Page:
Buy the Private Lives of Elizabeth and Essex soundtrack from the Movie Music UK Store

Track Listing:

  • Suite One – Elizabeth and Essex (Main Title/Narrative/March/Shadow and Parade/The Throne Room/After Elizabeth Slaps Essex/Elizabeth and Essex) (8:14)
  • Suite Two – The Queen (The Courier/The Chess Game/Mirror Scene/The Queen/Messenger/Poor Child) (13:11)
  • Suite Three – Reconciliation (The Hunting/Raleigh and Essex/Silver Armor/Lady Penelope/Darling/Card Game/Love Scene) (11:55)
  • Suite Four – Ireland (Council Dismissed/Love and the Ring/Ireland/Shadow of Penelope/Elizabeth Weeps/The Battle/The Truce) (9:37)
  • Suite Five – Essex Returns (The Palace/Queen Elizabeth/Essex Returns/Love Scene/Arrest) (10:13)
  • Suite Six – The Tower of London (The Tower/Cecil/Essex/Love Scene/Executioner/End Cast) (12:25)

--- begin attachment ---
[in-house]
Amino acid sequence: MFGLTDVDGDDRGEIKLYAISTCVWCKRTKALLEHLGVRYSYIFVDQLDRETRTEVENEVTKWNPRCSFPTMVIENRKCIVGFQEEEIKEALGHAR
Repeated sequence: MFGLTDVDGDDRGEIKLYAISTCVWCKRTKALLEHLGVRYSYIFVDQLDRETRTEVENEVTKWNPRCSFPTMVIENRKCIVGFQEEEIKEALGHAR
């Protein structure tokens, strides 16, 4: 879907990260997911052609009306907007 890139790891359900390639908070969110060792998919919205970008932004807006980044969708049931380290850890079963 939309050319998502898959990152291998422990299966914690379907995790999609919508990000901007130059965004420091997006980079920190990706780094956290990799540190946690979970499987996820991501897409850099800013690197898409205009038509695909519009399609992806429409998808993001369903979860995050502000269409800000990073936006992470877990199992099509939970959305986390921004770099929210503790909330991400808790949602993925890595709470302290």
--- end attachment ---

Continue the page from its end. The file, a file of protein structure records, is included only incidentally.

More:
Running Time: 65 minutes 35 seconds

Varese Sarabande VSD-5696 (1939/1998)

Music composed by Erich Wolfgang Korngold. Conducted by Carl Davis. Performed by The Munich Symphony Orchestra. Original orchestrations by Hugo Friedhofer, Milan Roder, Bernhard Kaun and Ray Heindorf. Recorded and mixed by Mike Ross-Trevor. Score produced by Erich Wolfgang Korngold and Leo Forbstein. Album produced by Paul Wing.

  1. June 1, 2020 at 10:21 am

    What an amazing comprehensive report, thank you very much, I found it really interesting.